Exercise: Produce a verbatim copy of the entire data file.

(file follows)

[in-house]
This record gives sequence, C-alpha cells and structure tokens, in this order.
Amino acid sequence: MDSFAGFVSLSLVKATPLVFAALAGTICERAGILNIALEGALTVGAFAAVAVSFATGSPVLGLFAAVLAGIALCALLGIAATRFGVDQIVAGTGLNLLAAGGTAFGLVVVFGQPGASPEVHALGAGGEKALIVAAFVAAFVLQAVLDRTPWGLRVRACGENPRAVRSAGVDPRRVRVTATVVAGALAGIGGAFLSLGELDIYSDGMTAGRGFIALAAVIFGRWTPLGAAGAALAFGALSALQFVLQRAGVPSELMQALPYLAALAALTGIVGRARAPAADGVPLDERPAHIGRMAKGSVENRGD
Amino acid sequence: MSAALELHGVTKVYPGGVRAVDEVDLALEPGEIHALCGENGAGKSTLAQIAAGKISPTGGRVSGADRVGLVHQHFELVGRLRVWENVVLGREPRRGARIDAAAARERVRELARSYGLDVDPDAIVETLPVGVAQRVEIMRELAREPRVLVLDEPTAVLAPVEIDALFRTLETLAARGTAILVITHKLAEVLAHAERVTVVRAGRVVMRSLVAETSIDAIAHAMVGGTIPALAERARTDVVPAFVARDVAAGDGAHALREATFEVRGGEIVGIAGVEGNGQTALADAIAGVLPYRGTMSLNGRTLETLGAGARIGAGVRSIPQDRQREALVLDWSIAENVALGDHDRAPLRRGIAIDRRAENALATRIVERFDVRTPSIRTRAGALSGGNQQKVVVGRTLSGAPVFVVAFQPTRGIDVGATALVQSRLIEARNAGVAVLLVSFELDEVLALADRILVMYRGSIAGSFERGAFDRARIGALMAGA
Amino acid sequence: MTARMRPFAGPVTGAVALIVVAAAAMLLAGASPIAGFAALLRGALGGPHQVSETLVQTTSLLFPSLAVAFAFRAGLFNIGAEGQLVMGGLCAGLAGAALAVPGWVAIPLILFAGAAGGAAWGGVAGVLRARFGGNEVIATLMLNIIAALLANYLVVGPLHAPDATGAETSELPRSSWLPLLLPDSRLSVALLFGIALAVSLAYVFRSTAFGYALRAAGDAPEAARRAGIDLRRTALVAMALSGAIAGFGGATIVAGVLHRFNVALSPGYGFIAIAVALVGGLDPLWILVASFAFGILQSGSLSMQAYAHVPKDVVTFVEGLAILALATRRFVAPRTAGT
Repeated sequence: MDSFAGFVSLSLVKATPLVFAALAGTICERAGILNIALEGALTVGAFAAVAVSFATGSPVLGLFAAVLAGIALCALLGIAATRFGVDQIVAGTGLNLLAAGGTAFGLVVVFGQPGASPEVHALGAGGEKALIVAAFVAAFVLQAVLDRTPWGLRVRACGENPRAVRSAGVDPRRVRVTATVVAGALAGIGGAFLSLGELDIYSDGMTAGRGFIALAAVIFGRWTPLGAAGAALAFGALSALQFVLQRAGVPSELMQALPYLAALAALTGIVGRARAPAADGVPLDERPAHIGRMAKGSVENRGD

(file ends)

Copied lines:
[in-house]
This record gives sequence, C-alpha cells and structure tokens, in this order.
Amino acid sequence: MDSFAGFVSLSLVKATPLVFAALAGTICERAGILNIALEGALTVGAFAAVAVSFATGSPVLGLFAAVLAGIALCALLGIAATRFGVDQIVAGTGLNLLAAGGTAFGLVVVFGQPGASPEVHALGAGGEKALIVAAFVAAFVLQAVLDRTPWGLRVRACGENPRAVRSAGVDPRRVRVTATVVAGALAGIGGAFLSLGELDIYSDGMTAGRGFIALAAVIFGRWTPLGAAGAALAFGALSALQFVLQRAGVPSELMQALPYLAALAALTGIVGRARAPAADGVPLDERPAHIGRMAKGSVENRGD
Amino acid sequence: MSAALELHGVTKVYPGGVRAVDEVDLALEPGEIHALCGENGAGKSTLAQIAAGKISPTGGRVSGADRVGLVHQHFELVGRLRVWENVVLGREPRRGARIDAAAARERVRELARSYGLDVDPDAIVETLPVGVAQRVEIMRELAREPRVLVLDEPTAVLAPVEIDALFRTLETLAARGTAILVITHKLAEVLAHAERVTVVRAGRVVMRSLVAETSIDAIAHAMVGGTIPALAERARTDVVPAFVARDVAAGDGAHALREATFEVRGGEIVGIAGVEGNGQTALADAIAGVLPYRGTMSLNGRTLETLGAGARIGAGVRSIPQDRQREALVLDWSIAENVALGDHDRAPLRRGIAIDRRAENALATRIVERFDVRTPSIRTRAGALSGGNQQKVVVGRTLSGAPVFVVAFQPTRGIDVGATALVQSRLIEARNAGVAVLLVSFELDEVLALADRILVMYRGSIAGSFERGAFDRARIGALMAGA
Amino acid sequence: MTARMRPFAGPVTGAVALIVVAAAAMLLAGASPIAGFAALLRGALGGPHQVSETLVQTTSLLFPSLAVAFAFRAGLFNIGAEGQLVMGGLCAGLAGAALAVPGWVAIPLILFAGAAGGAAWGGVAGVLRARFGGNEVIATLMLNIIAALLANYLVVGPLHAPDATGAETSELPRSSWLPLLLPDSRLSVALLFGIALAVSLAYVFRSTAFGYALRAAGDAPEAARRAGIDLRRTALVAMALSGAIAGFGGATIVAGVLHRFNVALSPGYGFIAIAVALVGGLDPLWILVASFAFGILQSGSLSMQAYAHVPKDVVTFVEGLAILALATRRFVAPRTAGT
Repeated sequence: MDSFAGFVSLSLVKATPLVFAALAGTICERAGILNIALEGALTVGAFAAVAVSFATGSPVLGLFAAVLAGIALCALLGIAATRFGVDQIVAGTGLNLLAAGGTAFGLVVVFGQPGASPEVHALGAGGEKALIVAAFVAAFVLQAVLDRTPWGLRVRACGENPRAVRSAGVDPRRVRVTATVVAGALAGIGGAFLSLGELDIYSDGMTAGRGFIALAAVIFGRWTPLGAAGAALAFGALSALQFVLQRAGVPSELMQALPYLAALAALTGIVGRARAPAADGVPLDERPAHIGRMAKGSVENRGD